Aussie dollar is probably

really fully valued right now. David De Garis thanks for

your time Thanks. To the major

movers:

the drought is increasing pressure on the Federal

Government to abandon the

single desk arrangement for

selling the nation's wheat crop. Many farmers who've

managed to produce a crop

believe they'll be better off

selling their grain

independently of AWB. Rural

reporter Chris Clark has been

out and about with wheat

growers on the Eyre Peninsula

in South Australia. Across

Eyre Peninsula they're in the

middle of harvest. It's been

dry here but they're not

calling it a drought. Is that

getting any better in the

middle there? Mark Ramsay says

he'll make money - just. We're

actually still going to deliver

some grain. We'll be below

average but to still be able to

deliver some we will cover

costs and still put some in the

banks. He'll do that by selling wheat on the domestic market to

the highest bidder not into the

AWB pool as usual. Bottom line

is is we want to get as much

per tonne for our grain as we

can. That's the first thing we

look at. Losing confidence in

the AWB. If we sold to the

pools they still haven't guaranteed us that the cost of

the Cole Inquiry will not come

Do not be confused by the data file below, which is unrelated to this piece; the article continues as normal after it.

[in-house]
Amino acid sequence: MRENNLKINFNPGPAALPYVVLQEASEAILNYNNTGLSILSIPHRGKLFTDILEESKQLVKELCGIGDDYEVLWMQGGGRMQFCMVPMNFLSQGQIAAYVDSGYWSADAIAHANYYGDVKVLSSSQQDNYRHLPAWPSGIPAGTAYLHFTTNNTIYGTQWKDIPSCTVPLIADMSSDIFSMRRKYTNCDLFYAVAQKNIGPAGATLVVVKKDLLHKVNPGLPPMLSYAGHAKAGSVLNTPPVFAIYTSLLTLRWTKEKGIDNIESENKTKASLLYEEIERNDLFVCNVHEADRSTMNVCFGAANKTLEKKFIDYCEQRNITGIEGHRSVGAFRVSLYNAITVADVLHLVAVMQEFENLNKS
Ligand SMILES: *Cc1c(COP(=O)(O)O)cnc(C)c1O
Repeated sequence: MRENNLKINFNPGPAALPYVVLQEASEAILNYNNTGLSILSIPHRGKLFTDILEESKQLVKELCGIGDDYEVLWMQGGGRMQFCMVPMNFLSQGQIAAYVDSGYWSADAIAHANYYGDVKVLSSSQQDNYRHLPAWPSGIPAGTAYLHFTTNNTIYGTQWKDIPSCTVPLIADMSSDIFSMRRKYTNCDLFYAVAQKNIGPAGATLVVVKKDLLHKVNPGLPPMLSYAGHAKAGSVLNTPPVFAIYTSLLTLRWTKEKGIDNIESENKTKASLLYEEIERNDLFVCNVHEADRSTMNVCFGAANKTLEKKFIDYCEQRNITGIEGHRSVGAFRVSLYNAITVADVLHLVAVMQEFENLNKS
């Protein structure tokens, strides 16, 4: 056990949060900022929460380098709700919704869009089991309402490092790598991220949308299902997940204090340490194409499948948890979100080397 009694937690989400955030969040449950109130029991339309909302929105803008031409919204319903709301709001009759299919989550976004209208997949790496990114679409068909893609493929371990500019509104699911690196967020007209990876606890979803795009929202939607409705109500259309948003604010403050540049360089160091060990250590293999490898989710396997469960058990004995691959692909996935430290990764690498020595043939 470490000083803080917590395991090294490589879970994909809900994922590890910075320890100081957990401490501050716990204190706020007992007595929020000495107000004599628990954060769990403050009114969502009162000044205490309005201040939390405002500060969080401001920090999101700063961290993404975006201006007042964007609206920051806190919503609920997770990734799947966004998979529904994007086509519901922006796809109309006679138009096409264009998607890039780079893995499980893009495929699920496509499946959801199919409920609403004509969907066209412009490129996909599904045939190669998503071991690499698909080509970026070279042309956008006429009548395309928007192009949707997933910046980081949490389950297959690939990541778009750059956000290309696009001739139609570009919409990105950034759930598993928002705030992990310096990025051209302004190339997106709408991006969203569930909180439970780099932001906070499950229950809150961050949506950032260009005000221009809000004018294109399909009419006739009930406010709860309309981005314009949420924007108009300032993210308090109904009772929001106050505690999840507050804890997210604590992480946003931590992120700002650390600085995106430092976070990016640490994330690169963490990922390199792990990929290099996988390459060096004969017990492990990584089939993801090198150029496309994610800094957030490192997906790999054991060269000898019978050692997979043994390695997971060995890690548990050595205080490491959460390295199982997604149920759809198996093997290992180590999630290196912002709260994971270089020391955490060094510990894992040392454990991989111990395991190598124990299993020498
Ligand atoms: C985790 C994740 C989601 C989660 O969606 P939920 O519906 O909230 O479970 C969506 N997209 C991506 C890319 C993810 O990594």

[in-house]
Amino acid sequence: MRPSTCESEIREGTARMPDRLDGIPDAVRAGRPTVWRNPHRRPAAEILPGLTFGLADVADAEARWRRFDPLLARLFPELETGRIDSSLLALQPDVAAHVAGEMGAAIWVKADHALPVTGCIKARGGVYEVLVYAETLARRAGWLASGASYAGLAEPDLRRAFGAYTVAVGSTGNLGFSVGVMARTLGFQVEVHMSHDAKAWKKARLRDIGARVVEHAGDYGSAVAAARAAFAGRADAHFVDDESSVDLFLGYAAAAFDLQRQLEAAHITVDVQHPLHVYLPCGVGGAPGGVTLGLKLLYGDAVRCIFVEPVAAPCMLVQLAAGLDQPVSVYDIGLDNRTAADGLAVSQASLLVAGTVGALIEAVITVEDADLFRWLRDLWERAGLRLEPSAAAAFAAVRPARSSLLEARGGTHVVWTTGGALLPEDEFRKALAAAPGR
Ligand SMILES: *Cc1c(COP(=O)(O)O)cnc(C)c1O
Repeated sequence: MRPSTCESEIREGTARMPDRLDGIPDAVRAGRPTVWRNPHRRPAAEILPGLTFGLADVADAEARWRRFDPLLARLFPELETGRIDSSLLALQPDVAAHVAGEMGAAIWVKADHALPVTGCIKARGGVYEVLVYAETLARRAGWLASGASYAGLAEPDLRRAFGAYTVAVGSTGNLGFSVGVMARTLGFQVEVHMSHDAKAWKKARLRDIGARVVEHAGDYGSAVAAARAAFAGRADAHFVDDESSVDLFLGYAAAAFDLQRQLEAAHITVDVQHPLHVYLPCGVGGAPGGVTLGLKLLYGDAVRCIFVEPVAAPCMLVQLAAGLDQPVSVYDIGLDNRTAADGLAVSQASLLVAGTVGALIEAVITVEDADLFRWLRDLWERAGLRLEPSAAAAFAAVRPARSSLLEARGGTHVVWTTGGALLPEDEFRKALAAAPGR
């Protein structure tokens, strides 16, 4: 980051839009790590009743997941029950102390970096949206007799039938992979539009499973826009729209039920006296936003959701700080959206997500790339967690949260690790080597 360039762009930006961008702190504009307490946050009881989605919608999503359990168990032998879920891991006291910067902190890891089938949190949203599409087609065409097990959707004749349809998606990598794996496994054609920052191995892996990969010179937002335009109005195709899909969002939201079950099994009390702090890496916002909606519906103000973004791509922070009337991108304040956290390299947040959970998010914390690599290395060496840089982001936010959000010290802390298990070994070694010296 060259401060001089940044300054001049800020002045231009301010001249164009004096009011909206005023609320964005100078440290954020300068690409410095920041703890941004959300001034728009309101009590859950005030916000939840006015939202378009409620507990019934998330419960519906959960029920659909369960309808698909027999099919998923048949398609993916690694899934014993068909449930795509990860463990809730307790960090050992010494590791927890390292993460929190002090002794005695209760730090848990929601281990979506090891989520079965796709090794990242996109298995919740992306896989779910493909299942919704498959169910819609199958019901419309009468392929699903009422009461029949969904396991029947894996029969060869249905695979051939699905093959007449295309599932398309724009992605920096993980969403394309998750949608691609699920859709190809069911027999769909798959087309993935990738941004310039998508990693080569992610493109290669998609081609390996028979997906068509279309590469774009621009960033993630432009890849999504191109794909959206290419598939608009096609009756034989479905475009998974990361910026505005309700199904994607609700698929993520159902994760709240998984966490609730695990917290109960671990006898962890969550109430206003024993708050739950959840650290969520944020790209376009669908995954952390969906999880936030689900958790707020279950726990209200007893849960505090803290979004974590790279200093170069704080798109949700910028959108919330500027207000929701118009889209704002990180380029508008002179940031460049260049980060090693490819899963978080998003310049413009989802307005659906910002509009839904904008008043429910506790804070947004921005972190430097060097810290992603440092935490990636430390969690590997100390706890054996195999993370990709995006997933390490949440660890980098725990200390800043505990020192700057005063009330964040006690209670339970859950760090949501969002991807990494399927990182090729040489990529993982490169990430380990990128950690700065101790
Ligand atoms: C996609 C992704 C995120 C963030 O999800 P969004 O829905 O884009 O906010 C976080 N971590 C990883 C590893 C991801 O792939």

out of pool returns. Not every

farmer is looking past AWB to

get the best price. Yes, we are

going to sell to AWB. We will

sell into their pool and more

so now that they've announced

they're going to reduce their

charges. Paul Kaden doubts that

AWB will keep its export

monopoly but worries about

opening the trade to

competition. I hope it doesn't

pitch farmer against farmer

competing against each

other. The AWB pool delivers an

average price to farmers,

wherever they are. Those of us

who have been able to get in

and market our grain earlier

have been able to cherry pick

the market and get some pretty good prices. Those who are

going to be reaping later won't

experience the same

opportunity. And for many in

drought there'll be no crop to

sell to anyone. It's no secret